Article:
Daily Digest (11/2)

Russian Hackers Target Democratic Groups in Calif., Ind.; Calif. Officials Blame Google Over Biased Excerpts of Ballot Initiatives; Facebook Halts Political Group Recommendations Before Election; Instagram to Crack Down on Misinformation Ahead of Election; Hacker Releases Ga. Election Data After Officials Refuse to Make Ransom Payment.

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Russian Hackers Target Democratic Groups in Calif., Ind.

The Russian hackers who were accused of disrupting the 2016 U.S. presidential election have gone after Democratic groups in California and Indiana by targeting email accounts, Reuters reports.

Hackers have also been accused of targeting think tanks in Washington and New York, according to people familiar with the matter who talked to Reuters.

Many of the intrusion attempts were flagged by Microsoft over the summer, which provided insight on how Russian intelligence would be targeting the U.S. in the run-up to Tuesday.

Targets for the hacking campaigns included the Center for American Progress, the Council of Foreign Relations and the Carnegie Endowment for International Peace, according to the report.

Microsoft declined to comment on the subject, but the organizations told Reuters no evidence existed to suggest the hackers had successfully accessed any information.

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Calif. Officials Blame Google Over Biased Excerpts of Ballot Initiatives

California officials bashed Google’s algorithm last week, accusing it of giving voters a skewed look at ballot initiatives because of biased excerpts that appeared in the state’s official election guide.

Two of the 12 California ballot proposals contained campaign arguments, rather than neutral “snippets,” former cybersecurity expert Tom Kemp told Politico.

He added that the ballots could sway voters in Tuesday’s election, saying that the tech giant’s algorithms can turn neutral sources into biased ones.

The California Secretary of State’s Office confirmed Friday that the issue was resolved after they were informed of the biased excerpts, according to Politico.

But critics charged that the changes came just days before the election — after 40% of Californian voters returned their mail-in ballots.


Facebook Halts Political Group Recommendations Before Election

Facebook said Friday that it would temporarily suspend recommendations for all political groups as the U.S. presidential election neared.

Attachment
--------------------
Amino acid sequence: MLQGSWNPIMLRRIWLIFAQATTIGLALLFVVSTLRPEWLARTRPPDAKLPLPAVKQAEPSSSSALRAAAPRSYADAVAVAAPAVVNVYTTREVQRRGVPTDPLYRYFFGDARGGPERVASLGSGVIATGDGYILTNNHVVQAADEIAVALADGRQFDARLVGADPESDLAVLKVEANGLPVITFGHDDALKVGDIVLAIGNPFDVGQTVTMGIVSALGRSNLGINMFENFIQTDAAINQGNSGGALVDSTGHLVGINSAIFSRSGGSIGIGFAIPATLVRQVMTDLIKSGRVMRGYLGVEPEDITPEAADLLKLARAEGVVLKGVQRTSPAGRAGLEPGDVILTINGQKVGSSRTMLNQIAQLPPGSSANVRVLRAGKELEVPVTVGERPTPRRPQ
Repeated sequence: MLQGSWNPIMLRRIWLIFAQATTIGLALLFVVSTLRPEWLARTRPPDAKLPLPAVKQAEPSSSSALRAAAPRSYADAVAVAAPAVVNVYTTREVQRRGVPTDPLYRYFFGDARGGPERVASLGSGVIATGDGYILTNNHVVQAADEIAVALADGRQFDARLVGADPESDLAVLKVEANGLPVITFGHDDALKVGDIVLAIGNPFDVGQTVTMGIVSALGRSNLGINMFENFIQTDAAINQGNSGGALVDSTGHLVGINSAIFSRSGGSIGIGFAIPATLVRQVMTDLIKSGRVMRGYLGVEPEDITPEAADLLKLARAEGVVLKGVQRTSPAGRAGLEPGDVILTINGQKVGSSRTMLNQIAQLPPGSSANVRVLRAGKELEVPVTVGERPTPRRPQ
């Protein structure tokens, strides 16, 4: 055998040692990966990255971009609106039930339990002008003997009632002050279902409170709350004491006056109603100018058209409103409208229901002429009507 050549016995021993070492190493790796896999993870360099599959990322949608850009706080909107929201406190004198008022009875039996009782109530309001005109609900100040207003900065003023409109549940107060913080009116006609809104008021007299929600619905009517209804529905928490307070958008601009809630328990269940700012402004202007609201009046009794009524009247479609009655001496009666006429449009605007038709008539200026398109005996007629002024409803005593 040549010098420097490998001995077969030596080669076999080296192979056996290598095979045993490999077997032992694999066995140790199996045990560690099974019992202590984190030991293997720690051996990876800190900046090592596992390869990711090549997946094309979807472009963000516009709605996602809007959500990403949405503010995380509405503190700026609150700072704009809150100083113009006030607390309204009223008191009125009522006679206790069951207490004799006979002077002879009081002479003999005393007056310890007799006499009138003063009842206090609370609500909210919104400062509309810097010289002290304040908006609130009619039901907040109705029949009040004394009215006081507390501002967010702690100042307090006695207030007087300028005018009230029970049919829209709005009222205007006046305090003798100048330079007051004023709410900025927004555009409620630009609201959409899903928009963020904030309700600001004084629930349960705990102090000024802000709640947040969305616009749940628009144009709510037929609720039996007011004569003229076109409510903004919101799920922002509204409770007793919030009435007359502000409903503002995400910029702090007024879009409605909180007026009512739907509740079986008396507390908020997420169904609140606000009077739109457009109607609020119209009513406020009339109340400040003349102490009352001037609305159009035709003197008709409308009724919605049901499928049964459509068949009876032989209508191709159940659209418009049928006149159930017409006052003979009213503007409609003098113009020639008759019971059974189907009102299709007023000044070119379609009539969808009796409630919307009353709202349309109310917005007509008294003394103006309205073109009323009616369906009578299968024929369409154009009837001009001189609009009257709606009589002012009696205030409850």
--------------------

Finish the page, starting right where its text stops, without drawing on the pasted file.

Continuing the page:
Several watchdogs and advocacy organizations pushed the company to limit algorithmic group recommendations, arguing that some groups spread political misinformation, Reuters reports.

“We have taken the steps to stop recommendations in groups for all political content or social issue groups as a precaution,” Facebook’s CEO Mark Zuckerberg said last week during a hearing before the Senate Commerce Committee.

During the run-up to Tuesday’s election, many social media platforms have been restricting political advertisements and posts by conspiracy theorist groups, according to Reuters.

“We will assess when to lift them afterwards, but they are temporary,” a Facebook spokeswoman told Reuters.


Instagram to Crack Down on Misinformation Ahead of Election

Instagram said it would temporarily eliminate user’s ability to view certain hashtags before Tuesday’s election.

The Facebook-owned company said Thursday that it would remove the “recent” tab from its hashtags page, The New York Times reports. 

Users now can only see specific hashtags that have been checked for harmful election-related content, according to the Times.

Nina Jankowicz, an analyst for the Wilson Center in Washington, said Instagram’s change was “rather late” in the fight against harmful political content.

“I hope in the future the social media platforms recognize that elections are an inflection point in disinformation campaigns, not an end point,” she told the Times.

“A decision like this earlier in the cycle might have lessened the spread of voting misinformation.” 


Hacker Releases Ga. Election Data After Officials Refuse to Make Ransom Payment

A hacker who breached data systems in Hall County, Ga., released election-related files after the county declined to pay in a ransomware attack.

The hacker posted “time to pay is over” on its website, heightening concerns about the security of voting from cyberattacks, The Wall Street Journal reports.

While election data was released, officials said the hacker’s disruption would not harm other Georgia election voting systems, according to The Atlanta Journal-Constitution.

“There is no connective tissue between those things, so I want to put everyone’s mind at ease on that,” Gabriel Sterling, the state’s voting-system manager, told the newspaper.

Hackers hindered the county’s ability to verify voter signatures on ballots, but Sterling assured residents that their votes casted through ballot machines would not be affected.

“They were just targeting anywhere where they could get in,” he said. “It never touched the state system.”


— By DPN Staff